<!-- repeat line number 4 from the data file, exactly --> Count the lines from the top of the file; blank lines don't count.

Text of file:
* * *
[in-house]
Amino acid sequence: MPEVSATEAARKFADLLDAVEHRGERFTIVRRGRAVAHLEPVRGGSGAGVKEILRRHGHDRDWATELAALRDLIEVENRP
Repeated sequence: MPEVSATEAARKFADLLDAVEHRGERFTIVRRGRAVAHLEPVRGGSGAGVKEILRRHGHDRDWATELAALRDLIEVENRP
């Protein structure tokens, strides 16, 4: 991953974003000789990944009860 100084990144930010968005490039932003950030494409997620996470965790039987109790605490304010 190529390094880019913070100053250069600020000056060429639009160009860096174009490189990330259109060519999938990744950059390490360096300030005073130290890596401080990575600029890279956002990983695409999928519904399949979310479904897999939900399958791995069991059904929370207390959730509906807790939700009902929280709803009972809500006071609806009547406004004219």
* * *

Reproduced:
């Protein structure tokens, strides 16, 4: 991953974003000789990944009860 100084990144930010968005490039932003950030494409997620996470965790039987109790605490304010 190529390094880019913070100053250069600020000056060429639009160009860096174009490189990330259109060519999938990744950059390490360096300030005073130290890596401080990575600029890279956002990983695409999928519904399949979310479904897999939900399958791995069991059904929370207390959730509906807790939700009902929280709803009972809500006071609806009547406004004219």